Italy has the most speed cameras in Europe, study shows

Italy tops the table for the number of speed cameras across the country's roads, compared to the rest of Europe, a new study has revealed.

Italy has the most speed cameras in Europe, study shows
Watch out, there are over 8,000 speed cameras in Italy. (Photo by XAVIER LEOTY / AFP)

Driving on Italy’s roads can be a scenic delight but it also turns out they are the most speed-regulated in Europe, as they have the highest amount of speed cameras in Europe, a new study by driving institute Zutobi found.

Italy’s figure for those sometimes sneaky ‘autovelox‘ comes in at 8,073, far outpacing the figures for Germany (3,813) and France (2,406).

Compared to Slovakia’s tiny total of 13 speed cameras across the entire country, driving in Italy entails a reasonable amount of caution to avoid speeding fines.

READ ALSO: EXPLAINED: How do you take your driving test in Italy?

In fact, the report has gathered data on the countries with the strictest speeding fines too – and Italy features highly again, coming second only to Norway.

Fines for speeding on the motorway start at €143 and drink driving charges start at €1,500.

If you think that’s steep, Norway raced in first with €711 and an eye-watering €5,783 for these fines respectively.

Italy features highly for driving fines compared to Europe, with the most amount of speed cameras. Source: Zutobi

At the other end of the scale, the least strict country in Europe for driving fines is Albania, with motorway speeding starting at just €20 and an almost unnoticeable €8 fine if you’re caught using your mobile phone while driving.

UPDATE: What are the rules on driving between Italy and the UK right now?

On the other hand, Italy’s fines for making a call or texting while on the road start at €160.

At the other end of the scale, these countries are lax with their driving fines, with Albania placing first for the least strict in Europe. Source: Zutobi

Zutobi gathered its data on fines, speed limits and blood alcohol limits from Speeding Europe, SCBD and Auto Europe.

Member comments

  1. Hihihi – but they still drive as they had won the driving license in a KINDER-Egg. Overtaking even with double line and left and right. Close up if you respect the speed. Park on the emergency strip to save 1€ of parking…
    SO maybe the speed cameras were mostly a good uma-uma business.

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For members


The worst dates to drive on Italy’s roads in the second half of August

As millions of people prepare to leave their holiday destinations to return to their residences, here are the dates to avoid on Italy’s motorways in the next two weeks.

The worst dates to drive on Italy’s roads in the second half of August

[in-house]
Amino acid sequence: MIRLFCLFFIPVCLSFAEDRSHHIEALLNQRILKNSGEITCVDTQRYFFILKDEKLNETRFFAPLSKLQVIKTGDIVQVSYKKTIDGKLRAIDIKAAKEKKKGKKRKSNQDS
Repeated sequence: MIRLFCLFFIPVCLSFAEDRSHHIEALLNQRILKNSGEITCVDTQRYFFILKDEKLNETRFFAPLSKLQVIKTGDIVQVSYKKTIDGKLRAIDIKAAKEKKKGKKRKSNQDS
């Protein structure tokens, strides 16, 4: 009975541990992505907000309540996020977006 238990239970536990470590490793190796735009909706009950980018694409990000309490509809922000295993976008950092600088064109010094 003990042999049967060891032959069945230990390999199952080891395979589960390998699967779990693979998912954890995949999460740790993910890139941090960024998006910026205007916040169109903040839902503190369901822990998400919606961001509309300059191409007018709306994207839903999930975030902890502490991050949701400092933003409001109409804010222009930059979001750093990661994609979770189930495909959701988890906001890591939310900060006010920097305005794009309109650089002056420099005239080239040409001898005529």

With the long summer holidays coming to a close and many making their way back home, Italy’s motorways are forecast to see intense or at times even very heavy traffic over the second half of August in what’s generally known as controesodo (literally, ‘counter-exodus’).

The increased number of vehicles on the road isn’t just inconvenient; it can also be dangerous as June, July and August are usually the months with the most recorded car accidents.

That’s why the Italian government issues warnings each year advising motorists to avoid peak travel times, and even publishes its own calendar showing when traffic is predicted to be at its worst.

The official forecast is colour-coded, with a yellow marker indicating intense traffic, red indicating heavy traffic with ‘possible critical conditions’, and black indicating ‘critical’ traffic.

Though the remainder of August has no black markers, the calendar features plenty of yellow and red ‘spots’.

August traffic calendar in Italy

Italy’s official traffic calendar for the month of August. Source: Polizia di Stato

Unsurprisingly, weekends will generally be the worst time to hit the road in the next two weeks, with roads forecast to start clogging up from as early as Friday morning and possibly critical conditions expected all day long on Saturdays and Sundays.  

But even Mondays may not be safe from congestion at this time of the year as drivers are forecast to encounter intense traffic in the mornings of August 21st and 28th.

Overall then, the best time for motorists to hit the road next month would be from Tuesday to Thursday as, barring one single exception (Wednesday, August 30th), traffic is expected to remain at normal levels on those days.

How can I keep up to date with the latest developments?

There are a number of resources that motorists can use to check the live status of the road network.

This online map from Italy’s motorway construction and maintenance company ANAS features live updates on road closures, maintenance work, traffic levels and even weather conditions. The service is also available through their mobile app, ‘VAI’.

Motorway company Autostrade per l’Italia offers a similar live map, showing road closures and traffic jams as well as the locations of the nearest petrol stations and service areas. 

The Italian Transport and Infrastructure Ministry’s X (formerly Twitter) account gives live updates on the status of the country’s major roads. 

Finally, if you want to speak directly to an operator while you’re on the road, you can do so by either contacting ANAS’s customer service at 800 841 148 or using their live chat.